Structure, Content, And Pajama Wearing Elephants

Would You Mind Passing The Guacamole?

Once I had to meet a friend of mine at the last minute to play a round of golf. I was at this party the week prior, and one of my buddies was talking about how he’d recently started playing, and we should play sometime together. He’d asked me if I wanted to play the following weekend, and I said “sure, why not.” The way he asked seemed to be more like a “we should play sometime” rather than getting his calendar out and actually filling in that morning.

I figured if we were going to play for real, he’d call me during the week to let me know what our t-time was. Little did that his idea of playing golf was just to show up at the course and wait for the first available slot. He didn’t mention any specific times, nor did he call me during the week to confirm, so I was surprised when he called me at 6:30 on Saturday morning, from the golf course, asking me where I was. I suppose you get much better luck just showing up on a Saturday if you show up at 6:30 in the morning. Silly me.

One of the interesting things about language that Seven Pinker points out in “The Stuff Of Thought,” is how we humans tend to cloak our intentions behind our language fairly often. If you were to look only at the surface structure of language, we’d have a lot of miscommunication. The example Pinker gives is when sitting at the table with friends or family, we rarely blurt out “Pass me the guacamole,” in it’s the pure imperative form of the word, even thought that’s exactly what we mean.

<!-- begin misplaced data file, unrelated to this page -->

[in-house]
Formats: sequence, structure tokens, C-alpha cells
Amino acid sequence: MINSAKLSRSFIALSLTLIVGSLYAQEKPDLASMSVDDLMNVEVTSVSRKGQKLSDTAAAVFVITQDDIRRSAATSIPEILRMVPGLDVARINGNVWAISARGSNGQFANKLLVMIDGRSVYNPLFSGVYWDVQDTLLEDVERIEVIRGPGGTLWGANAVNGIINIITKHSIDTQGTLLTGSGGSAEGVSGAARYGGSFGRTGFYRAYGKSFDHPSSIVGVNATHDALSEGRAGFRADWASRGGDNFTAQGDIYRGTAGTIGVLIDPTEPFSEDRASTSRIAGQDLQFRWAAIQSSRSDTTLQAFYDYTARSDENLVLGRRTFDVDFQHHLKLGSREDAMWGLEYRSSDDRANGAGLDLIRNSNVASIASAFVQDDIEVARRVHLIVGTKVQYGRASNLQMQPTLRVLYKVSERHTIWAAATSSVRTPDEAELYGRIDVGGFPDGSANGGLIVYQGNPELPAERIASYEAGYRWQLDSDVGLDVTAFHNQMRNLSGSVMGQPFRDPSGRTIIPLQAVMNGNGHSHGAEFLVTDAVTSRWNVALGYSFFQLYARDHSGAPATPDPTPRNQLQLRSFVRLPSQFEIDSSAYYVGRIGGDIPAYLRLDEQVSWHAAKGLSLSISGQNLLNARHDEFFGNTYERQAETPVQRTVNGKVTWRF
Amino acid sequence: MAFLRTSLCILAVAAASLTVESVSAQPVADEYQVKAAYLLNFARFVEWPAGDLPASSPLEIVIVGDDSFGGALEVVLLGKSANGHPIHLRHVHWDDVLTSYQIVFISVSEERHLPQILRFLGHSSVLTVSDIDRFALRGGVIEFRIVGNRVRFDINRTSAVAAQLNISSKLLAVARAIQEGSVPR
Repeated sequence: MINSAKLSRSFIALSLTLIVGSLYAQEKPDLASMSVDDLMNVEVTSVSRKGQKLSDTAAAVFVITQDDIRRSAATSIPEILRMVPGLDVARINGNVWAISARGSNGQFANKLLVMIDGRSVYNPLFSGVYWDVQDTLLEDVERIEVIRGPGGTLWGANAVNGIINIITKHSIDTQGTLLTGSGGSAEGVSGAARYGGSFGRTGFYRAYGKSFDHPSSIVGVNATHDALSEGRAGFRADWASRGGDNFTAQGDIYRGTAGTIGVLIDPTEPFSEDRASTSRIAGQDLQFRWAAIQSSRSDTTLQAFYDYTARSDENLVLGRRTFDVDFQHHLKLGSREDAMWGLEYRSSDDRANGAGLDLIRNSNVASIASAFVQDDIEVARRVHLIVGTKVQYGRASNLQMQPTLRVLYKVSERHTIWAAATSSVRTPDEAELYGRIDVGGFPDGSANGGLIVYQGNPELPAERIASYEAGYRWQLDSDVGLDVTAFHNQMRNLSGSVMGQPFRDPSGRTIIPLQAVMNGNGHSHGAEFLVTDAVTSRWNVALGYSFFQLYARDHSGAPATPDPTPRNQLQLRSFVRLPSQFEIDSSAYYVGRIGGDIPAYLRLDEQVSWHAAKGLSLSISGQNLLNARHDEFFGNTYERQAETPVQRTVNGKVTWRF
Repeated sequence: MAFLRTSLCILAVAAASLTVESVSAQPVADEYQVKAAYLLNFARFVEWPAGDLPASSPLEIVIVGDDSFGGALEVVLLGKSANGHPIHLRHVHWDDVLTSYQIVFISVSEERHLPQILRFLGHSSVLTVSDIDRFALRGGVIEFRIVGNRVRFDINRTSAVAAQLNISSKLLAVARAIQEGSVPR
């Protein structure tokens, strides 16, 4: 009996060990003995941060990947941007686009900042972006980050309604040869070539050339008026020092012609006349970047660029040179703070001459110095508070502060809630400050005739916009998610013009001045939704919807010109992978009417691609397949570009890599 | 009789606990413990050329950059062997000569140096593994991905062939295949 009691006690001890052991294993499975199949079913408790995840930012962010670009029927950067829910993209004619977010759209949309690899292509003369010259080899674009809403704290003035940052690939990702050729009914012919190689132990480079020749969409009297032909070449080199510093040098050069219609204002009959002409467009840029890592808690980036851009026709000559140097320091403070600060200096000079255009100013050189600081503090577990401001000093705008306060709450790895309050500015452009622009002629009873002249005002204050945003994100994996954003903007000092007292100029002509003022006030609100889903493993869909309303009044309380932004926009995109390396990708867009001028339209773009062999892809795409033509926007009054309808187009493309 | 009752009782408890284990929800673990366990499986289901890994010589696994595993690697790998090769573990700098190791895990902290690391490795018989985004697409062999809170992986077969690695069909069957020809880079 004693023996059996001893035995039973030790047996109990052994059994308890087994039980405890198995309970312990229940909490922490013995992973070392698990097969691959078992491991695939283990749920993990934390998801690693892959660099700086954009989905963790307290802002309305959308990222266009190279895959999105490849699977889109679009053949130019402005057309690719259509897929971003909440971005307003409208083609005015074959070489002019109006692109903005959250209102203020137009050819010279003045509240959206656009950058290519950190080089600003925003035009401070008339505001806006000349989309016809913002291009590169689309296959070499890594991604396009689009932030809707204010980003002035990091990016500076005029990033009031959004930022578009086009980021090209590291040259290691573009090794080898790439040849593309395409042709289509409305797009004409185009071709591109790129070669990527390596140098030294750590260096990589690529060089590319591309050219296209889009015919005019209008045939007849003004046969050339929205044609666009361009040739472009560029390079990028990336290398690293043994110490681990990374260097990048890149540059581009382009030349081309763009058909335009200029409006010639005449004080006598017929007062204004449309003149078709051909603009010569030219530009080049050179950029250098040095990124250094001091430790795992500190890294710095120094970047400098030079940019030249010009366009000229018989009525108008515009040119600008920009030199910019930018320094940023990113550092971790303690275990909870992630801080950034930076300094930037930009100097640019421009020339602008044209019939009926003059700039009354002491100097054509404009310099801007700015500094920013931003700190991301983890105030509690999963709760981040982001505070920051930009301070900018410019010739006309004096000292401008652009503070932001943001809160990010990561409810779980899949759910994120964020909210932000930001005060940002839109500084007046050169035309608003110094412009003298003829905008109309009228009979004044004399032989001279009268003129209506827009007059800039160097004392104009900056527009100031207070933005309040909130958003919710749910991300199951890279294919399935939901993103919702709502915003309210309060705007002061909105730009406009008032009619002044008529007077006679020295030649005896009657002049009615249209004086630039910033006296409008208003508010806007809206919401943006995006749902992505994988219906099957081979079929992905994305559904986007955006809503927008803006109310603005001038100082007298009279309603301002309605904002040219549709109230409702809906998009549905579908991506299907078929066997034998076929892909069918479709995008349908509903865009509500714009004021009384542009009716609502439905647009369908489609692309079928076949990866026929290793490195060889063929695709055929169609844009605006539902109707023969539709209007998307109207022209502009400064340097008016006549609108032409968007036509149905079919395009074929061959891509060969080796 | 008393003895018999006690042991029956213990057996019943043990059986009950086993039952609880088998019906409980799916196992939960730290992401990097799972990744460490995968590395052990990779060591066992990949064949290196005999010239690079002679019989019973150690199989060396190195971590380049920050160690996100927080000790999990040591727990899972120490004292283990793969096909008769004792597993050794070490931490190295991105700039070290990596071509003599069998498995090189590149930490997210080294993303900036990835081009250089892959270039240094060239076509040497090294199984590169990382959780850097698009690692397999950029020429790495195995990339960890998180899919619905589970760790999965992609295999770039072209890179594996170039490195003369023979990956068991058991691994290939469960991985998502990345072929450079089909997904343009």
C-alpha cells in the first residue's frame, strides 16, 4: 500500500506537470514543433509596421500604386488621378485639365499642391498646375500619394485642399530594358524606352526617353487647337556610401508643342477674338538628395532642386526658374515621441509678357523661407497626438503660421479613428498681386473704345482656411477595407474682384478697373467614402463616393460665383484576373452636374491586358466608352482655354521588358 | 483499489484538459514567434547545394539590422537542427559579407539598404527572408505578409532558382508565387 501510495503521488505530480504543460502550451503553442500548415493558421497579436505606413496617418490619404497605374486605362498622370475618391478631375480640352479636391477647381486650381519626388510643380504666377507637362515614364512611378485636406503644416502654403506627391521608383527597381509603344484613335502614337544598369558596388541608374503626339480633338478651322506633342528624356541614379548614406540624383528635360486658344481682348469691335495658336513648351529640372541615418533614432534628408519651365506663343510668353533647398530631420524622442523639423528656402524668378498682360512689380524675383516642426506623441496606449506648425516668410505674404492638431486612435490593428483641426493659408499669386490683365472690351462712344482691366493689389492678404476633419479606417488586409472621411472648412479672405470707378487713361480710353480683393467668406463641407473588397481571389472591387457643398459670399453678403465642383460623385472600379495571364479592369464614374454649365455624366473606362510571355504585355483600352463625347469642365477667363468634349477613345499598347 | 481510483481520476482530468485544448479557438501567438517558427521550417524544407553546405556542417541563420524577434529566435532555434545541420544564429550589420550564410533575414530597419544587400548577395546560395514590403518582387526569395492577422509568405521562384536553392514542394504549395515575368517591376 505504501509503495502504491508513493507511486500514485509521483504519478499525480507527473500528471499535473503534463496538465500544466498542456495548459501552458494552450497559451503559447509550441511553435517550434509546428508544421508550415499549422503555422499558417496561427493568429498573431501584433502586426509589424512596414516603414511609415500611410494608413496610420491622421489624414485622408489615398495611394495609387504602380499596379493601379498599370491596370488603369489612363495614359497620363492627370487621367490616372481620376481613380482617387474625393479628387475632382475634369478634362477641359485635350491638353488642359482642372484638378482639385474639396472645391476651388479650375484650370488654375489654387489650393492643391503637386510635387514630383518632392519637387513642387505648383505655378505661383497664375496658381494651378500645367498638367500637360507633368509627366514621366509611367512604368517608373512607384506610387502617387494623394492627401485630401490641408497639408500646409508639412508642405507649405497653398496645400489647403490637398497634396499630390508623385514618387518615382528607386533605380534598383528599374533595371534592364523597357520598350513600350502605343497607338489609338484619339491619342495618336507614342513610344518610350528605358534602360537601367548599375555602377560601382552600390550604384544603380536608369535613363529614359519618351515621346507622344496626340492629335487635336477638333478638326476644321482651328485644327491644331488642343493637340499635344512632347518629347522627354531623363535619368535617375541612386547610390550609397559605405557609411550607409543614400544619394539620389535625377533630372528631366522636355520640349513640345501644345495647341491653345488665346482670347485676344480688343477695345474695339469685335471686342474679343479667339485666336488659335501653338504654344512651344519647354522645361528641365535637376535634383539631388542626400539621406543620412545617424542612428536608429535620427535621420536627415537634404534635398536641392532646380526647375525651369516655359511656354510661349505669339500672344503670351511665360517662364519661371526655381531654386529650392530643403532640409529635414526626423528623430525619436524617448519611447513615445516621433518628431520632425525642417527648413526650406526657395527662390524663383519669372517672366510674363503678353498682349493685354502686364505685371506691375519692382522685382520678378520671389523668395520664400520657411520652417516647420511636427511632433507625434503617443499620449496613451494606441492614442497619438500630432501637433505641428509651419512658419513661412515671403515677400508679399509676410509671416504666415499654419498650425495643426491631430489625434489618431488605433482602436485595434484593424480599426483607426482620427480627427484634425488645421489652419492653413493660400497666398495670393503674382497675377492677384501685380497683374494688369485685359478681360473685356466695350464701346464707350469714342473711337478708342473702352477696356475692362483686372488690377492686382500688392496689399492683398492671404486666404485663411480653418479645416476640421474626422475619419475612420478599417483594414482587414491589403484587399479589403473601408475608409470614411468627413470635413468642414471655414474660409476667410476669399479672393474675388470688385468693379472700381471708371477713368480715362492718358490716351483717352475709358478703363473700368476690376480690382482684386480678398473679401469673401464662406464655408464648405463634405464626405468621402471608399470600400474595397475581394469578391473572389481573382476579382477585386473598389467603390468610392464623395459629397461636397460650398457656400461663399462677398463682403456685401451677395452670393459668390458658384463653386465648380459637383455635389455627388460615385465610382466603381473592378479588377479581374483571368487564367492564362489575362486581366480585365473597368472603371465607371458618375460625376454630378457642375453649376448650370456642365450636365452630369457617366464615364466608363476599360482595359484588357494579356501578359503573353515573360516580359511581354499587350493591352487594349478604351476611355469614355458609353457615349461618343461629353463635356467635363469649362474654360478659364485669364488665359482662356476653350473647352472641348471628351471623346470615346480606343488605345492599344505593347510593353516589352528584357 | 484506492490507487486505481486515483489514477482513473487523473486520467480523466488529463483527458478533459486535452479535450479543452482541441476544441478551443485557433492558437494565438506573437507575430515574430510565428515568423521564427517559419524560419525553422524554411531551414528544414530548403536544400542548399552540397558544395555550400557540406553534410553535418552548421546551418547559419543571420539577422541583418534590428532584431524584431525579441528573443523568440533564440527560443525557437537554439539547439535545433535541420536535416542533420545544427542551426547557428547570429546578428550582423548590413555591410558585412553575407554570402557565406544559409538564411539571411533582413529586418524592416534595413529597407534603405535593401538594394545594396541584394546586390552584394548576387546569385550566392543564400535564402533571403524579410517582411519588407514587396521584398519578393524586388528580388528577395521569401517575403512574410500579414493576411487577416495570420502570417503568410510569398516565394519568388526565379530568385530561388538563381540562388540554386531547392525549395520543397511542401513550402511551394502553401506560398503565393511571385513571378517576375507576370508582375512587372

Even in something as simple as asking for the salt or pepper among close family or friends we shield our raw intentions through vague language. If somebody took the surface structure literally when we said, “Could you pass me the salt?” We would never get the salt.

It’s amazing that misfires in communication like in my golf story don’t happen more often. My friend assumed I knew that “Lets play golf next Saturday” meant it was not only a done deal, but also it meant to show up at the course at 6:30 A.M.

Often times when we communicate, we don’t even have an intention to shield. But we don’t want to give our freedom completely over to our friends, so we attempt test out their intentions and see if we like them, or we’d like to improve on them or not. This happens frequently in the familiar “I dunno, what do you want to do tonight?” Once I spent about two hours on a date (thankfully not a first, or it would have been the last) driving around going back and forth like that.

When two people that don’t have a plan come together, not much is going to get done. When people don’t have a plan, we tend to gravitate towards a feeling of ego protection, so we tend to not want to try new things. For most of us, in order to try something completely new, we’ve usually got to specifically plan to do so, or have somebody that knows what they’re doing take us along.

Once I had a boss that wasn’t quite at skilled at oblique communication (either that or it just didn’t matter much to her). I was working on a project, and wanted her input. I asked her advice, and she said, “I don’t know. Tell me what you think and I’ll let you know if it’s acceptable or not.” Thanks for the help, boss.